Learning Objectives

  • Understand the principles and objectives behind GI as a stormwater and CSO management technique
  • Comprehend the importance of design; construction; and design and construction specifications, standards, and guidance for assuring performance
  • Interpret International BMP Database information to improve selection and anticipated performance of practices.
  • Recognize the value of monitoring with pilot projects and how monitoring informs design, construction, and long-term performance
  • Appreciate innovative designs and monitoring to improve GI performance.

Community Stormwater Response to a Changing Landscape and Climate: Identifying Barriers and Opportunities for Adaptation

Registration fee before July 25, 2013: $75
Registration fee after July 25, 2013: $115
1:00-5:00 p.m.

Presenters
Latham Stack, Managing Scientist, Syntectic International, LLC
Michael Simpson, Chair of Environmental Studies, Antioch University New England
James Gruber, Director of Sustainable Development and Climate Change, Antioch University New England
Trisha Moore, Post-Doctoral Research Associate, University of Minnesota Saint Anthony Falls Laboratory
Leslie Yetka, Education Manager, Minnehaha Creek Watershed District

Many regions of the country are experiencing more frequent and intense storms, and will continue to do so. The capacity of existing stormwater infrastructure may be inadequate resulting in more frequent flooding, increased property damage, public safety concerns, and impacts to the quality of downstream water bodies. Development and redevelopment can exacerbate the problem, but also provide an opportunity for communities to make sound planning decisions that reflect adaptation to our new environment.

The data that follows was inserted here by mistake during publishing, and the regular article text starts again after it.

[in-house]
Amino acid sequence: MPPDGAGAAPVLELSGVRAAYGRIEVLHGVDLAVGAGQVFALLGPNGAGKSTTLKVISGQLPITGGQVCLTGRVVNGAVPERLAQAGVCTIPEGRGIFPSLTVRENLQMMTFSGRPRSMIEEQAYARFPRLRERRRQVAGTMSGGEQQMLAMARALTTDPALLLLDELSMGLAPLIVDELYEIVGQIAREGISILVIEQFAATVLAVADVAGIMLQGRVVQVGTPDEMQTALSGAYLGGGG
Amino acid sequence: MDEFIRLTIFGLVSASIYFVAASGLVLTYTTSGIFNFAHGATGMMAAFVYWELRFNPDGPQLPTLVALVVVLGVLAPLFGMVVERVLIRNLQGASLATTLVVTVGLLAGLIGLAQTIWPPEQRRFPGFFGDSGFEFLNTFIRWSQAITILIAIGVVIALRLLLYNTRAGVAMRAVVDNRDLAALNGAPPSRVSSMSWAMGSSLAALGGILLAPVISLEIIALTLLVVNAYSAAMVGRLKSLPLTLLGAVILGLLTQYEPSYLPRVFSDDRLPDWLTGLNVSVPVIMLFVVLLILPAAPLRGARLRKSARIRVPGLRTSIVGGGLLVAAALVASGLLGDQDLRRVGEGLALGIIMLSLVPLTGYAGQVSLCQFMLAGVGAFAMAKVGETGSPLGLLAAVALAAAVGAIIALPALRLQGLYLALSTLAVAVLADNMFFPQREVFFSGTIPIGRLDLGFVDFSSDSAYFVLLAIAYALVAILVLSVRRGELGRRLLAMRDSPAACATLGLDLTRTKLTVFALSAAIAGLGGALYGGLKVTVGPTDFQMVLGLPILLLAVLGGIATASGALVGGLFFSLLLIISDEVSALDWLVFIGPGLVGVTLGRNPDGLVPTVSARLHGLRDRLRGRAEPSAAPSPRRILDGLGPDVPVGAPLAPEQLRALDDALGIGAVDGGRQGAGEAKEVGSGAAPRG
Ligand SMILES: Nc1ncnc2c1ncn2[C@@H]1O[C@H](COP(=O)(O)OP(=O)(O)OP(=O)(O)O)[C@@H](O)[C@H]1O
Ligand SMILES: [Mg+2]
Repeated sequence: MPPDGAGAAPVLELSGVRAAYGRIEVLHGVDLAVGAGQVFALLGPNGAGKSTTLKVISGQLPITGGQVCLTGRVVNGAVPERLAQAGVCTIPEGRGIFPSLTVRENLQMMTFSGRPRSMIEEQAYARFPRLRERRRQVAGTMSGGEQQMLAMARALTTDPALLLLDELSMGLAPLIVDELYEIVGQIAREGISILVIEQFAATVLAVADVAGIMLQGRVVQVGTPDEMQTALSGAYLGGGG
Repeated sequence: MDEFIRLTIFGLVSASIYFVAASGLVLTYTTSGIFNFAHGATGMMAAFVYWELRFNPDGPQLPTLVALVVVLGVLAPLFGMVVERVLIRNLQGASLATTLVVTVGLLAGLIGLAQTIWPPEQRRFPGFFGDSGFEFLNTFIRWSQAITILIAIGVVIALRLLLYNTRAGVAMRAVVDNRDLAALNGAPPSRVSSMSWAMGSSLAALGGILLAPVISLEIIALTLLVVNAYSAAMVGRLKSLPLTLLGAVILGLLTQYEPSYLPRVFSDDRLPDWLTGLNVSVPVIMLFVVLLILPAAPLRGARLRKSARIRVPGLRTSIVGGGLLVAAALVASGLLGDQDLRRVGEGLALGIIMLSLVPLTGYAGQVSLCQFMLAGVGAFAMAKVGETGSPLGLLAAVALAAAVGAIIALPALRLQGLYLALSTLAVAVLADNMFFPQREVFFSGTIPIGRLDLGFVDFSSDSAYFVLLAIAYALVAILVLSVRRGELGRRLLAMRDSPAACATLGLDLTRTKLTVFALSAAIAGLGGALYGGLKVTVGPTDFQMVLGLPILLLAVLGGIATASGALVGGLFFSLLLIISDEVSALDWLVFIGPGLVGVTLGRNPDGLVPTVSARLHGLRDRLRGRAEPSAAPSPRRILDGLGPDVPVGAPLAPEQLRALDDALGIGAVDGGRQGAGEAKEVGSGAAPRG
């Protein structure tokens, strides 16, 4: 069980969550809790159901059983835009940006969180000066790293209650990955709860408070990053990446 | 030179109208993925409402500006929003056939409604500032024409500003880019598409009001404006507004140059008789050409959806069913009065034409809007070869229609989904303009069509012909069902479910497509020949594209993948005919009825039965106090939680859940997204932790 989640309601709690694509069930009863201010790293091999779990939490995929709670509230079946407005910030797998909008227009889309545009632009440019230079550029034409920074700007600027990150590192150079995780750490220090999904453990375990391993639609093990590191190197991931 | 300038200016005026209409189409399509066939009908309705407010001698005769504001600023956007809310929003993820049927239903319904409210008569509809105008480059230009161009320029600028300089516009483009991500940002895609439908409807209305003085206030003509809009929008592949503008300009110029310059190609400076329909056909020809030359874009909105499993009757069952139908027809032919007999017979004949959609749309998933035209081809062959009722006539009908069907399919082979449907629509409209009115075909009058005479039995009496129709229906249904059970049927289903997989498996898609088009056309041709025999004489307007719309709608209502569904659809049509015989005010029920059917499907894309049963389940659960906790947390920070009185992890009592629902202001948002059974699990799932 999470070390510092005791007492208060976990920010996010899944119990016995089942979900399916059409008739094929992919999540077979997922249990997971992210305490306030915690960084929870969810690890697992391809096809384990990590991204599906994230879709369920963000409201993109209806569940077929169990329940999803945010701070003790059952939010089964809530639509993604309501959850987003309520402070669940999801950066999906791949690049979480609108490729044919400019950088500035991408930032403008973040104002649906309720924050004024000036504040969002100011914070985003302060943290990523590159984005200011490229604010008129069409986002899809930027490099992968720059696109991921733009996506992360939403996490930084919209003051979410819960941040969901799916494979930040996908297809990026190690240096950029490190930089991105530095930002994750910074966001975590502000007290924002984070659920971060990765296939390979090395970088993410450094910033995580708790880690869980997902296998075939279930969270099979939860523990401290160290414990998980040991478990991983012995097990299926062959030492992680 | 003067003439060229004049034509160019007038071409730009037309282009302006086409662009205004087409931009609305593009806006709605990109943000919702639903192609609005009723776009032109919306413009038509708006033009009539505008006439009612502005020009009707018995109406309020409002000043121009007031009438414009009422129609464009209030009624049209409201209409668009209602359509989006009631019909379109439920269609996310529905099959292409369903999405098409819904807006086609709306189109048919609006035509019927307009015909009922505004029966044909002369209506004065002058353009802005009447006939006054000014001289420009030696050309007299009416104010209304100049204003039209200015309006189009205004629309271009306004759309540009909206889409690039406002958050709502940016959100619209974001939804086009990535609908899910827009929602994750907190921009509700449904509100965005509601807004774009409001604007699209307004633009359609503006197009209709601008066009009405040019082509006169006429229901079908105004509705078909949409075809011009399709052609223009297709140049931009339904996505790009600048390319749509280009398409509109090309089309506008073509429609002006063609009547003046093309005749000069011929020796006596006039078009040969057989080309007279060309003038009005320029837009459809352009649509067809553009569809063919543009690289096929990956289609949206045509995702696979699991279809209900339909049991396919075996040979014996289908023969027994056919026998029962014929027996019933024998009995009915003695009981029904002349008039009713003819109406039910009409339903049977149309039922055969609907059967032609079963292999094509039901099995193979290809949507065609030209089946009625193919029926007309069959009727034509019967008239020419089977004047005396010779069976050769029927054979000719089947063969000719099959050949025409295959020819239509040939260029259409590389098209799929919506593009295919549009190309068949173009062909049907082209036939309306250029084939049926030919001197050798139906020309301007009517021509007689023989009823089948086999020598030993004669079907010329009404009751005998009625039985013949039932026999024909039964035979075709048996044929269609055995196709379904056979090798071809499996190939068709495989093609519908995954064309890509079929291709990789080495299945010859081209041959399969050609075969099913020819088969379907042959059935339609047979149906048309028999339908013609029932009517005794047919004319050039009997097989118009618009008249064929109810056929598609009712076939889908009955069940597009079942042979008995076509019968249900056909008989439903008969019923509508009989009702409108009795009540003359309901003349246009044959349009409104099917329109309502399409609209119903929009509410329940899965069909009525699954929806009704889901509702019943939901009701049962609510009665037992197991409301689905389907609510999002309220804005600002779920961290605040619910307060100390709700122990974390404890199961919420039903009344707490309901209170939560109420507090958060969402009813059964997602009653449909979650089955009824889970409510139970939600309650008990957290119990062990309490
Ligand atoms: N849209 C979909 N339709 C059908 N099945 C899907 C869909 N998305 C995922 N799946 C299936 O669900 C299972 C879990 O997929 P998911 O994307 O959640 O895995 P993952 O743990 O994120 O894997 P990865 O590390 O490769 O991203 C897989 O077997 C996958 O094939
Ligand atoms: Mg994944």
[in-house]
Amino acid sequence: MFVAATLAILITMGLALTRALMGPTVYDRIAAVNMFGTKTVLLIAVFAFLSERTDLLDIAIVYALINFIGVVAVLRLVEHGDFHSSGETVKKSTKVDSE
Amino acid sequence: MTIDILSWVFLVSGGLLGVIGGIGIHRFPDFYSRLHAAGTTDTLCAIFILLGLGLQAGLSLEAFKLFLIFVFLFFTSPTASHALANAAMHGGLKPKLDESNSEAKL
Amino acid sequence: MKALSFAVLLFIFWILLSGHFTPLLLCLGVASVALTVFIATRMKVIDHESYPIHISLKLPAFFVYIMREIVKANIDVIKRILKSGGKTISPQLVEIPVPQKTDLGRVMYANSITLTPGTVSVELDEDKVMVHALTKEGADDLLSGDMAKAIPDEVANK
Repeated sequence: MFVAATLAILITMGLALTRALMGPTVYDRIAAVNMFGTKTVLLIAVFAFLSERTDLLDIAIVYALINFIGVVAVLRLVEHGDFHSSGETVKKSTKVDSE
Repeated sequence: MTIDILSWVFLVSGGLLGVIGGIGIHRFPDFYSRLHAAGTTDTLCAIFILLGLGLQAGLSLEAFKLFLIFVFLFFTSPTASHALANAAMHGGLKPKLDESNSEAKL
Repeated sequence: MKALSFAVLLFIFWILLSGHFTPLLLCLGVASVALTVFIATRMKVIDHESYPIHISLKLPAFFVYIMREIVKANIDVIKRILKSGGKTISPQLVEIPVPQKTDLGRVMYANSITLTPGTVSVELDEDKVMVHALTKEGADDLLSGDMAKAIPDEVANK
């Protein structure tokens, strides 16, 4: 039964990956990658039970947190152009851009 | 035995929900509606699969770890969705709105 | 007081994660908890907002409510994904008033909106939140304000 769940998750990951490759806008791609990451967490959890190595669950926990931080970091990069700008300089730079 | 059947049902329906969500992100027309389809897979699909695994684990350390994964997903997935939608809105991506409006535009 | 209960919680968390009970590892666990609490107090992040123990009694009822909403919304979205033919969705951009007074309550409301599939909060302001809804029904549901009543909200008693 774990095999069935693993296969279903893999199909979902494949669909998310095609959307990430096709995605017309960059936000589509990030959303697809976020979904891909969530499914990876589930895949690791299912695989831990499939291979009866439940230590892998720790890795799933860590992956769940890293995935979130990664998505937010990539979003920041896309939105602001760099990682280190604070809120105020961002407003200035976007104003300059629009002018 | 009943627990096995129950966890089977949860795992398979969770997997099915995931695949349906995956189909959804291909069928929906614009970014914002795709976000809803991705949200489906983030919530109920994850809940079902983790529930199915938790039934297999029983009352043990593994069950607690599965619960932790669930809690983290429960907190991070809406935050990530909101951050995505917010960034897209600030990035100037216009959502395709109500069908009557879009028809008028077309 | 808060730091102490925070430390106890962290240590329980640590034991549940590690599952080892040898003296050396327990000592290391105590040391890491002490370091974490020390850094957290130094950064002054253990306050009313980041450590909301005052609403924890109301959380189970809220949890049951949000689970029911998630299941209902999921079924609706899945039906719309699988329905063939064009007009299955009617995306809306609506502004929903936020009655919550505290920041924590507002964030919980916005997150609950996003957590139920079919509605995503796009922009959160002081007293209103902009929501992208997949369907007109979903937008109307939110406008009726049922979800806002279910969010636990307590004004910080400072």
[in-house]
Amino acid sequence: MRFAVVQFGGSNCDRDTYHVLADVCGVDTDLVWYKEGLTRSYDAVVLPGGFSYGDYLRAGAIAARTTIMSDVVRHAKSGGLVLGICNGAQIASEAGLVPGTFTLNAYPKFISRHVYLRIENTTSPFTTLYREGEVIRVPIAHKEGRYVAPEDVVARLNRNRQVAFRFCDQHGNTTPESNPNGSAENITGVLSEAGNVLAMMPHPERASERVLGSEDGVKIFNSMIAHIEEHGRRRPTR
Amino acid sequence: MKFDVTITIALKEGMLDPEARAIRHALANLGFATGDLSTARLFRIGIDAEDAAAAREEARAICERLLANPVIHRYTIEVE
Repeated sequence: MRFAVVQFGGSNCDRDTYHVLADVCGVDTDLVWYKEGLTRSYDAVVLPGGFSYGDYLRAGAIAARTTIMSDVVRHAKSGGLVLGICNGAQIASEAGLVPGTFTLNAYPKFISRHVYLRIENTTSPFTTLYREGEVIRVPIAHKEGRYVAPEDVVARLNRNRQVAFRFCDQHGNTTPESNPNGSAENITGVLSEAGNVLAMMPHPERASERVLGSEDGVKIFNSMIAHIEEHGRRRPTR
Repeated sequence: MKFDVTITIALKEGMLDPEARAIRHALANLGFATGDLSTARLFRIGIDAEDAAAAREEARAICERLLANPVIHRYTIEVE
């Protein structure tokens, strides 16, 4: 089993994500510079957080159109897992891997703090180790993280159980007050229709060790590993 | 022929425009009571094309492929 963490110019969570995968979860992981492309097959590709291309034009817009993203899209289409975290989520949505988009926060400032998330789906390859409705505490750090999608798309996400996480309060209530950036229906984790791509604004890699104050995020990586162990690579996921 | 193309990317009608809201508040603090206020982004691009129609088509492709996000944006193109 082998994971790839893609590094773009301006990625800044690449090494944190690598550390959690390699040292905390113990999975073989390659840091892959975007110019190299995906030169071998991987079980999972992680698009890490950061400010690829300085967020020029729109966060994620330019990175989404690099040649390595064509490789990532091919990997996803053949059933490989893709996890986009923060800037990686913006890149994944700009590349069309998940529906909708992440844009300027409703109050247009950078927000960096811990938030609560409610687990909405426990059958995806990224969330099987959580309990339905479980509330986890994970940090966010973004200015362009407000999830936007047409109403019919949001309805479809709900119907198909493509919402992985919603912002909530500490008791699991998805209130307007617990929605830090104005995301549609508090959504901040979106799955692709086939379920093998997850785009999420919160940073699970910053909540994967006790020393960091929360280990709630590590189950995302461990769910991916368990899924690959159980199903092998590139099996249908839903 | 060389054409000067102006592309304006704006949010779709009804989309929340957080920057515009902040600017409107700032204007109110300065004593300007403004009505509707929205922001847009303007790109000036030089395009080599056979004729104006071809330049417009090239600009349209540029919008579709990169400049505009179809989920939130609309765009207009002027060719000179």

Understanding tools and techniques that facilitate planning at a community level is the first step towards shaping a community’s response to a changing climate. This interactive workshop will provide practical information on how to:

  • Assess stormwater infrastructure vulnerability and required capacity under both existing and future precipitation conditions
  • Identify stormwater adaptation options and costs - including the role of Low Impact Development (LID) - to mitigate impacts from changing precipitation patterns
  • Manage uncertainty associated with modeling future conditions
  • Effectively communicate technical information to local stakeholders and decision-makers to promote stormwater adaptation planning.

Attendees will leave with an understanding of the need for action, the knowledge and resources required to act, and skills for empowering decision-makers in their community to respond to a changing climate.

Participants in this short course include those involved in stormwater management, community development and redevelopment, municipal operations, design professionals, developers, contractors, local policy makers, and others concerned about local stormwater adaptation planning.

Incorporating LID into Municipal Programs (ASCE Short Course)

Registration fee before July 25, 2013: $185
Registration fee after July 25, 2013: $225
1:00-5:00 p.m.

Presenters
Carol Hufnagel, P.E., Tetra Tech
Scott Struck,Ph.D., Geosyntec Consultants
Jim Theiler, City of Omaha, Nebraska
Shanti Colwell, Seattle Public Utilities
Dan Christian, P.E. Tetra Tech
Anne Thomas, P.E. Tetra Tech
Bob Spencer, Seattle Public Utilities

This short course will provide attendees with insight into key components of a green infrastructure program. The short course helps to describe and explore the key institutional framework elements with practical suggestions to make green infrastructure part of the everyday practice. Tools and techniques to address the naysayers, examples of developing municipal programs, maintenance responsibilities, and engaging internal and external stakeholders will all be covered in this short course.

Learning Objectives

  • Identify important elements that are characteristic of successful LID Programs
  • Recognize and appreciate real and perceived barriers to LID approaches and provide possible solutions to these barriers.
  • Discuss various types of incentives that can be useful in greater adoption of LID within a program
  • Describe some of the pros and cons of maintenance strategies to better understand the cost implications and requirements for long-term application of LID in a municipal program
  • Gain an appreciation for how education and outreach can improve a programmatic approach to LID projects.